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Huntsville/Madison County Visitor Center Temporarily Closed

In efforts to minimize the spread of COVID-19, the Huntsville/Madison County Visitor Center, Huntsville/Madison County Convention & Visitors Bureau administrative office, and Huntsville International Airport visitors kiosk will be closed through Wednesday to allow for a thorough deep cleaning. The Visitor Centers and administrative office will resume regular operating hours Thursday.

Visitors should visit the COVID-19 travel resource page at huntsville.org for updates on attraction closures, event cancellations and delays, travel advisories, and more.

Huntsville Brings Home Top Peak Awards from Alabama Mountain Lakes Association

 

GADSDEN — After taking it on the chin for most of 2020 due to the COVID-19 pandemic, North Alabama’s $3 billion tourism industry found plenty of good reasons to celebrate at the Alabama Mountain Lakes Association’s 2020 PEAK Awards.

Judy Ryals, President/CEO of the Huntsville/Madison County Convention & Visitors Bureau (left); and Jennifer Moore, vice president of Tourism for the Convention & Visitors Bureau (right); with award winners Pete Doyle, general manager of the Holiday Inn Research Park; and Marie Bostick, executive director of the Land Trust of North Alabama. (Photo/John Dersham)

Presented as part of the AMLA Annual Meeting in Gadsden, the awards recognized 11 North Alabama hospitality industry professionals and venues for their leadership despite extraordinary challenges that threatened to devastate the North Alabama tourism industry.

Five of the 11 awards went to venues based in Huntsville – including one of three President’s Awards.

Jana Kuner, public relations and customer service manager at Huntsville International Airport, received a President’s Award, presented to any person or organization whose tourism-related project created awareness or presented a positive image for North Alabama in the past year. Kuner’s role in helping stop a human trafficking incident at the airport this year earned her the recognition.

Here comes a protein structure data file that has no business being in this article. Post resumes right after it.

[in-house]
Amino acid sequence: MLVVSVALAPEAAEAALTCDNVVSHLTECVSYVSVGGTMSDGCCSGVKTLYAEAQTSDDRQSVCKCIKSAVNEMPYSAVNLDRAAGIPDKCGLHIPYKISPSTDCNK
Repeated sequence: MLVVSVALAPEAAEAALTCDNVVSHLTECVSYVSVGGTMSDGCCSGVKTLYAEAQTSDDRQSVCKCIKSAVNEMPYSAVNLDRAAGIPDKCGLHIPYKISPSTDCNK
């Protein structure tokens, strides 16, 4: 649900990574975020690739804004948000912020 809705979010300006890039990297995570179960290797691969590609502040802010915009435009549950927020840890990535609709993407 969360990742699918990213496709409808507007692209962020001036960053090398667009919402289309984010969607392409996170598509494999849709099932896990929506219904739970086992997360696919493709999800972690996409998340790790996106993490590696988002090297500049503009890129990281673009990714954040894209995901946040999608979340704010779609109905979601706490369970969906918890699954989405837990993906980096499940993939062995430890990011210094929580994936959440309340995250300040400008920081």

“We were honored to receive the President’s Award from Alabama Mountain Lakes Tourism this year,” said Kuner. “Even more than that, we are pleased to be able to shed more light on human trafficking and to hopefully be able to continue to make a difference by keeping our passengers safe.”

“The Peak Awards showcase the work, service, creativity and contributions of those who are leading the way in the North Alabama tourism industry,” said Alabama Mountain Lakes Tourist Association President/CEO Tami Reist. “With the COVID-19 pandemic still looming, it has been and continues to be a challenging year for the tourism industry. This year’s winners have demonstrated a commitment … to showcase the best of North Alabama during these unprecedented times. It is a well-deserved win for each of the recipients.”

Awarded Organization of the Year, the Land Trust of North Alabama was recognized for opening its eighth nature preserve – Bethel Spring Nature Preserve in February, offering new trails for the community and visitors to explore.

“Land Trust of North Alabama was thrilled to be recognized by Alabama Mountain Lakes Tourist Association as Organization of the Year,” said Marie Bostick, the Land Trust’s Executive Director. “North Alabama has a wealth of natural beauty and throughout this unusual and challenging year we were reminded how beneficial and rejuvenating those spaces can be.”

The Apollo 50th Anniversary Celebration at the U.S. Space & Rocket Center, a multimonth series of events that culminated the week of the Apollo 11 mission was named Event of the Year.

“We are honored the Alabama Mountain Lakes Association selected the Apollo 50th Anniversary Celebration for its event of the year award,” said Pat Ammons, senior director of communications for the center. “Two years of planning went into the events that brought people from all over the world to Huntsville to celebrate Alabama’s role in putting Americans on the moon.

“It was thrilling to be able to share those accomplishments with so many.”

Pete Doyle, general manager of the Holiday Inn Research Park, brought home the Tourism Professional of the Year award. (Photo/John Dersham)